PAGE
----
Russian top diplomat believes US-led coalition should take steps to liberate MosulRussian Politics & Diplomacy March 27, 13:46
Kremlin airs its views on 'mass protests' in RussiaRussian Politics & Diplomacy March 27, 13:41
Lavrov says West expresses double-standard reaction to protests across RussiaRussian Politics & Diplomacy March 27, 13:40
Rouhani says Iran's energy sector offers huge potential for Russian investmentBusiness & Economy March 27, 13:26
Press review: More US sanctions against Russia and Moscow ready for deeper oil output cutsPress Review March 27, 13:00
Le Pen says France’s National Front receives no funding from RussiaWorld March 27, 12:30
Lavrov urges Europe to work harder towards implementing Minsk dealRussian Politics & Diplomacy March 27, 12:07
About 700 artillery troops engaged in Crimean coastal defense drillsMilitary & Defense March 27, 12:06
Italian top diplomat urges to restore dialog between Russian and EUWorld March 27, 12:01
MOSCOW, December 30 /TASS/. Andrey Klishas, the head of the Russian Federation Council Committee for Constitutional Legislation and State Construction, called on Russia’s Chief Prosecutor Yuri Chaika on Monday to recognize the Turkish nationalist organization Bozkurt (Grey Wolves) as terrorist and ban its activities in Russia.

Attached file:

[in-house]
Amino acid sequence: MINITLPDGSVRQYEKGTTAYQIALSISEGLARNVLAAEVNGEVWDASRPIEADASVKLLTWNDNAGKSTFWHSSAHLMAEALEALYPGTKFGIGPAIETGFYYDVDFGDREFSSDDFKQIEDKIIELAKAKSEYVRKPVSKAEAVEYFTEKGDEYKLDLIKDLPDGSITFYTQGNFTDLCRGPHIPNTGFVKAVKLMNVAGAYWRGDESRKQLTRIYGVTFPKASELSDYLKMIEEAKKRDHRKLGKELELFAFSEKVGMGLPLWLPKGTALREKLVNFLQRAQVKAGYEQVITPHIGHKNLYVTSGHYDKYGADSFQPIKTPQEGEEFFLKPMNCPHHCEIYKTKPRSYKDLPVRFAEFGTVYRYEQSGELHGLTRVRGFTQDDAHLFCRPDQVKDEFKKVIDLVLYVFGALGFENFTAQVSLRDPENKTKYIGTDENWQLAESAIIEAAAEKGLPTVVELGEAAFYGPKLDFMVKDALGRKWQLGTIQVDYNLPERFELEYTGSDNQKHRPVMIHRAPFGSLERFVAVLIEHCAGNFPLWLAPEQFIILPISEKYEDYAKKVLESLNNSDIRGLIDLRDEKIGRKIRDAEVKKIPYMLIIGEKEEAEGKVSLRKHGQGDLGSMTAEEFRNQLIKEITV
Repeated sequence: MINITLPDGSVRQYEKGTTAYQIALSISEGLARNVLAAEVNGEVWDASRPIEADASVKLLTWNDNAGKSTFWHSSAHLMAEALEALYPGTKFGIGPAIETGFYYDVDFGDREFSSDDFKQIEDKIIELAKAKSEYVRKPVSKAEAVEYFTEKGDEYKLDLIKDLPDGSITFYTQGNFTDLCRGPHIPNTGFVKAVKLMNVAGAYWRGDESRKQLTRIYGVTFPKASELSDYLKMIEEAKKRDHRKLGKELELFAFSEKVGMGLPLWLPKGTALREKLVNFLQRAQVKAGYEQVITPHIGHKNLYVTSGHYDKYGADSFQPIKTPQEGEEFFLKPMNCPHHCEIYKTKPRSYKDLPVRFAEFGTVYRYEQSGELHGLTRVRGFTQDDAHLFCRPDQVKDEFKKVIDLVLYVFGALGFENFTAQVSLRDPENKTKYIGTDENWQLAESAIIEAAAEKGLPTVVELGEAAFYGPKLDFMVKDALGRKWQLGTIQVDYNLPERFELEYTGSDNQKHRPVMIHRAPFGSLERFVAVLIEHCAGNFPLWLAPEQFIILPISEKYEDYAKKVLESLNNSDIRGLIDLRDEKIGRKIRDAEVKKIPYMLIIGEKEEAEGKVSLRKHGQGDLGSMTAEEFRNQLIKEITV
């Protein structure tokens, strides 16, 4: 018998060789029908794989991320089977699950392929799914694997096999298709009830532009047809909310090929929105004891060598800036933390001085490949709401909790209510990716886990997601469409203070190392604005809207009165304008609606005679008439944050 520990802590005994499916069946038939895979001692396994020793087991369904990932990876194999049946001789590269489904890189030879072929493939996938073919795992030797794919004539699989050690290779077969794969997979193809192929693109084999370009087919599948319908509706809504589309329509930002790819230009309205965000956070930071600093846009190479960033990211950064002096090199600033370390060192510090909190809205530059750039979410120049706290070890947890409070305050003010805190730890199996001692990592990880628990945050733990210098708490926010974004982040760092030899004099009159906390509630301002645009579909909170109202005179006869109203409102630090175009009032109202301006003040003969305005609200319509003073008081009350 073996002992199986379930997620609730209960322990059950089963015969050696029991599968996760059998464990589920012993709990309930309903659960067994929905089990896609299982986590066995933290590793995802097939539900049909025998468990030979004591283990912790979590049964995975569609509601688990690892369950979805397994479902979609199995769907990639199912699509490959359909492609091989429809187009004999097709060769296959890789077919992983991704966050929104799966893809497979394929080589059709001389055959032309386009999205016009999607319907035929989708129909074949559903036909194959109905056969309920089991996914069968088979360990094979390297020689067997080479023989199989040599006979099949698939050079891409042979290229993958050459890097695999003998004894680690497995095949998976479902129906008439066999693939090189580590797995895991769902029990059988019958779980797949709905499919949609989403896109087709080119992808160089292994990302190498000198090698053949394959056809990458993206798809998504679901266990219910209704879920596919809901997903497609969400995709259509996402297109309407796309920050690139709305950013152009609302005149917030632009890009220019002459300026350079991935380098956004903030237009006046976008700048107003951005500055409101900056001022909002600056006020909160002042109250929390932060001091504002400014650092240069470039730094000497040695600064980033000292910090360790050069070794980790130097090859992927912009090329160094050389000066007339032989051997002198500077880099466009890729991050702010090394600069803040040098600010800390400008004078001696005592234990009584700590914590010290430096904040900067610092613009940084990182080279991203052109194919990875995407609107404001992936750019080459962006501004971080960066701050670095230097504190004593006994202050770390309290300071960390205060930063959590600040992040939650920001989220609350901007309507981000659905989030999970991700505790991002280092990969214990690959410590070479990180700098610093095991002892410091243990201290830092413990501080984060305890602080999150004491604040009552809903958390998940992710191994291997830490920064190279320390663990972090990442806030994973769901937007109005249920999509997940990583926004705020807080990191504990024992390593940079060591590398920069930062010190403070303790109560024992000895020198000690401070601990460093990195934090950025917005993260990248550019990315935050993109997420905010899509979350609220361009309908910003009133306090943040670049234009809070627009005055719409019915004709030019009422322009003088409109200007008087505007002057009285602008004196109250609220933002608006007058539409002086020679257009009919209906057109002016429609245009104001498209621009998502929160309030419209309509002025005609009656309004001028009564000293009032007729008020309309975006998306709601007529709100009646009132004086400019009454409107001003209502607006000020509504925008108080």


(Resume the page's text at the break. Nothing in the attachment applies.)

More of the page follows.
"I am asking you to consider a possibility of turning to the Russian Supreme Court to seek the recognition of Bozkurt (also known as Grey Wolves) as a terrorist organization and outlaw its activities in Russia," Klishas wrote in his letter to Chaika.
"It looks as if the actions of the Turkish leadership were designed to aid and abet the Islamic State terrorist group, which is banned in Russia," the lawmaker went on to say.Bozkurt is a Turkish organization with ultra-right and nationalist views. It was founded in the 1960s. Its members are known for complicity to a number of high-profile crimes, including an attempt to assassinate Pope John Paul II in 1981. Several Russian media outlets believe that Bozkurt members stand behind the death of Russian pilot Oleg Peshkov, the captain of the downed Su-24 jet, who was shot by fire opened from the ground on November 24.
A Turkish F-16 fighter jet shot down Russia’s Su-24M bomber over Syria on November 24. The Turkish government said the downed plane had violated Turkey’s airspace. The Russian Defense Ministry said in turn that the Su-24M was in the sky above Syria, and it was the Turkish jet that had crossed the border. The bomber’s two-member crew ejected themselves. Captain Oleg Peshkov was killed by fire opened from the ground. Rescue teams found navigator Konstantin Murakhtin and took him to safety to a Russian air base.